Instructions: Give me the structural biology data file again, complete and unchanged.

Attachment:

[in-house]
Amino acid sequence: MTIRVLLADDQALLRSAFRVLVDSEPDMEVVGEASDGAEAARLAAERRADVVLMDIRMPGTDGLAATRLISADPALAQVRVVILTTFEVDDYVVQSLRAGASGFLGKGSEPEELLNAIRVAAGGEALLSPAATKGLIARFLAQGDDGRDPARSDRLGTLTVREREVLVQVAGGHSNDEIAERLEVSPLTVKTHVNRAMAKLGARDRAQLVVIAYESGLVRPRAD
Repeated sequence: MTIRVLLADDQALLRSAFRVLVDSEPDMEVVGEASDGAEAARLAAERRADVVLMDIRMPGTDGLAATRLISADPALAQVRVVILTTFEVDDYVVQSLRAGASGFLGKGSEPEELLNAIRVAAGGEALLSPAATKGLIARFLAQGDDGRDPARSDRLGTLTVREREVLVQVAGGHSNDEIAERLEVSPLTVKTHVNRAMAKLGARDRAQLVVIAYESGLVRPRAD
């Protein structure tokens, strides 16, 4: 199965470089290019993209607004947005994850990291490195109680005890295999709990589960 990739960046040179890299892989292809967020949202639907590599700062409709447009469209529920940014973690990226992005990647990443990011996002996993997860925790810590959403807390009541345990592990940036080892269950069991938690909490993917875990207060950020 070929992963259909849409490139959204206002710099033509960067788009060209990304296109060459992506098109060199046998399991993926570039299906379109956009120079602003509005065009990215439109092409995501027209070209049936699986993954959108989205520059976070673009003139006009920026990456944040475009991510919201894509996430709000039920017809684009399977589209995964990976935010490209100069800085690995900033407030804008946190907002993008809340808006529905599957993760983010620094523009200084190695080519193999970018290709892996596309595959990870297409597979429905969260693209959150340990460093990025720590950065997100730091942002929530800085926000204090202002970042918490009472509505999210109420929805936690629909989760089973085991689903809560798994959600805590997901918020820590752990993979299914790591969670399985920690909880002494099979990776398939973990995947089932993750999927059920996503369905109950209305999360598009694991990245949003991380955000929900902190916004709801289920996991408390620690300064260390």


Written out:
[in-house]
Amino acid sequence: MTIRVLLADDQALLRSAFRVLVDSEPDMEVVGEASDGAEAARLAAERRADVVLMDIRMPGTDGLAATRLISADPALAQVRVVILTTFEVDDYVVQSLRAGASGFLGKGSEPEELLNAIRVAAGGEALLSPAATKGLIARFLAQGDDGRDPARSDRLGTLTVREREVLVQVAGGHSNDEIAERLEVSPLTVKTHVNRAMAKLGARDRAQLVVIAYESGLVRPRAD
Repeated sequence: MTIRVLLADDQALLRSAFRVLVDSEPDMEVVGEASDGAEAARLAAERRADVVLMDIRMPGTDGLAATRLISADPALAQVRVVILTTFEVDDYVVQSLRAGASGFLGKGSEPEELLNAIRVAAGGEALLSPAATKGLIARFLAQGDDGRDPARSDRLGTLTVREREVLVQVAGGHSNDEIAERLEVSPLTVKTHVNRAMAKLGARDRAQLVVIAYESGLVRPRAD
């Protein structure tokens, strides 16, 4: 199965470089290019993209607004947005994850990291490195109680005890295999709990589960 990739960046040179890299892989292809967020949202639907590599700062409709447009469209529920940014973690990226992005990647990443990011996002996993997860925790810590959403807390009541345990592990940036080892269950069991938690909490993917875990207060950020 070929992963259909849409490139959204206002710099033509960067788009060209990304296109060459992506098109060199046998399991993926570039299906379109956009120079602003509005065009990215439109092409995501027209070209049936699986993954959108989205520059976070673009003139006009920026990456944040475009991510919201894509996430709000039920017809684009399977589209995964990976935010490209100069800085690995900033407030804008946190907002993008809340808006529905599957993760983010620094523009200084190695080519193999970018290709892996596309595959990870297409597979429905969260693209959150340990460093990025720590950065997100730091942002929530800085926000204090202002970042918490009472509505999210109420929805936690629909989760089973085991689903809560798994959600805590997901918020820590752990993979299914790591969670399985920690909880002494099979990776398939973990995947089932993750999927059920996503369905109950209305999360598009694991990245949003991380955000929900902190916004709801289920996991408390620690300064260390």